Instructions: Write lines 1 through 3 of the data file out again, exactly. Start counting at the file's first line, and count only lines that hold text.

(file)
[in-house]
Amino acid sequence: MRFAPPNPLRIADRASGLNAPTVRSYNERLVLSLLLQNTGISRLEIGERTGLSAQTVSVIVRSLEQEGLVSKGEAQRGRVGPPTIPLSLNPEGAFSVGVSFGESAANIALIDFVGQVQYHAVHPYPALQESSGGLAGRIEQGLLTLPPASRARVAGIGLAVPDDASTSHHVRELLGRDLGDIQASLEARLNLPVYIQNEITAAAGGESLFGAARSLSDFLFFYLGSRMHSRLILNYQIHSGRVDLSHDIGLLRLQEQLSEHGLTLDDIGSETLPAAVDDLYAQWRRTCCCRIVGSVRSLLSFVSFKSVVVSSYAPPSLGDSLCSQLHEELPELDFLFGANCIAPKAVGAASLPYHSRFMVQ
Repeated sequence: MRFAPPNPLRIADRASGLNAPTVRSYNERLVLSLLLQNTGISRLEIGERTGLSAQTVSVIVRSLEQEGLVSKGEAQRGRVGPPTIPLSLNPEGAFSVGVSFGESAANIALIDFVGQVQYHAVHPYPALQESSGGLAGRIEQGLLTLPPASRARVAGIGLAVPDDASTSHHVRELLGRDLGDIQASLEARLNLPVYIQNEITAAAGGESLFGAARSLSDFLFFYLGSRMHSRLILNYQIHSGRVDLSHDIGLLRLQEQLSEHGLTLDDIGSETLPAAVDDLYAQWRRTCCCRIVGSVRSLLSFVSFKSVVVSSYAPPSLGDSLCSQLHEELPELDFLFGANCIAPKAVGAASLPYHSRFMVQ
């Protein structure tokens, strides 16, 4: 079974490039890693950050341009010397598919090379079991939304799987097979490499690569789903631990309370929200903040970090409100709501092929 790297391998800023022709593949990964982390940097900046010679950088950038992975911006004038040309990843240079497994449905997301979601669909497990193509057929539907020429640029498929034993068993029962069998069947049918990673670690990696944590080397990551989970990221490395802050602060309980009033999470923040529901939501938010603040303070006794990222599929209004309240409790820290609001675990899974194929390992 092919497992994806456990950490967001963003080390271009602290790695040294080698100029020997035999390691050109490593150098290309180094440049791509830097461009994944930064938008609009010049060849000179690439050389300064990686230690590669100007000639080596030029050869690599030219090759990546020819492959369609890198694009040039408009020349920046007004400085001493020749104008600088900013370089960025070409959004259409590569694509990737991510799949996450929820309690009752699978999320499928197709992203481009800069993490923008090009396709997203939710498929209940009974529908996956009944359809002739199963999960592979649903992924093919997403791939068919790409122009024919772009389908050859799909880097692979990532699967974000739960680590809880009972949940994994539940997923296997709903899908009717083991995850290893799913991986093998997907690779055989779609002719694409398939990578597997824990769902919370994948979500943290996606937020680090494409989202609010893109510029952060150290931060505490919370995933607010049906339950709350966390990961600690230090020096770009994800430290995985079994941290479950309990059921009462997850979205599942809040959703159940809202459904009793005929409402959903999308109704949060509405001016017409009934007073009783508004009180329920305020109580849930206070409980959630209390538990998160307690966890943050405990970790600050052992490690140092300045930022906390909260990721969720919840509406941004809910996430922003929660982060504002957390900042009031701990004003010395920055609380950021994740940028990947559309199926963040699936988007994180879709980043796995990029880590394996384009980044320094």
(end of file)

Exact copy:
[in-house]
Amino acid sequence: MRFAPPNPLRIADRASGLNAPTVRSYNERLVLSLLLQNTGISRLEIGERTGLSAQTVSVIVRSLEQEGLVSKGEAQRGRVGPPTIPLSLNPEGAFSVGVSFGESAANIALIDFVGQVQYHAVHPYPALQESSGGLAGRIEQGLLTLPPASRARVAGIGLAVPDDASTSHHVRELLGRDLGDIQASLEARLNLPVYIQNEITAAAGGESLFGAARSLSDFLFFYLGSRMHSRLILNYQIHSGRVDLSHDIGLLRLQEQLSEHGLTLDDIGSETLPAAVDDLYAQWRRTCCCRIVGSVRSLLSFVSFKSVVVSSYAPPSLGDSLCSQLHEELPELDFLFGANCIAPKAVGAASLPYHSRFMVQ
Repeated sequence: MRFAPPNPLRIADRASGLNAPTVRSYNERLVLSLLLQNTGISRLEIGERTGLSAQTVSVIVRSLEQEGLVSKGEAQRGRVGPPTIPLSLNPEGAFSVGVSFGESAANIALIDFVGQVQYHAVHPYPALQESSGGLAGRIEQGLLTLPPASRARVAGIGLAVPDDASTSHHVRELLGRDLGDIQASLEARLNLPVYIQNEITAAAGGESLFGAARSLSDFLFFYLGSRMHSRLILNYQIHSGRVDLSHDIGLLRLQEQLSEHGLTLDDIGSETLPAAVDDLYAQWRRTCCCRIVGSVRSLLSFVSFKSVVVSSYAPPSLGDSLCSQLHEELPELDFLFGANCIAPKAVGAASLPYHSRFMVQ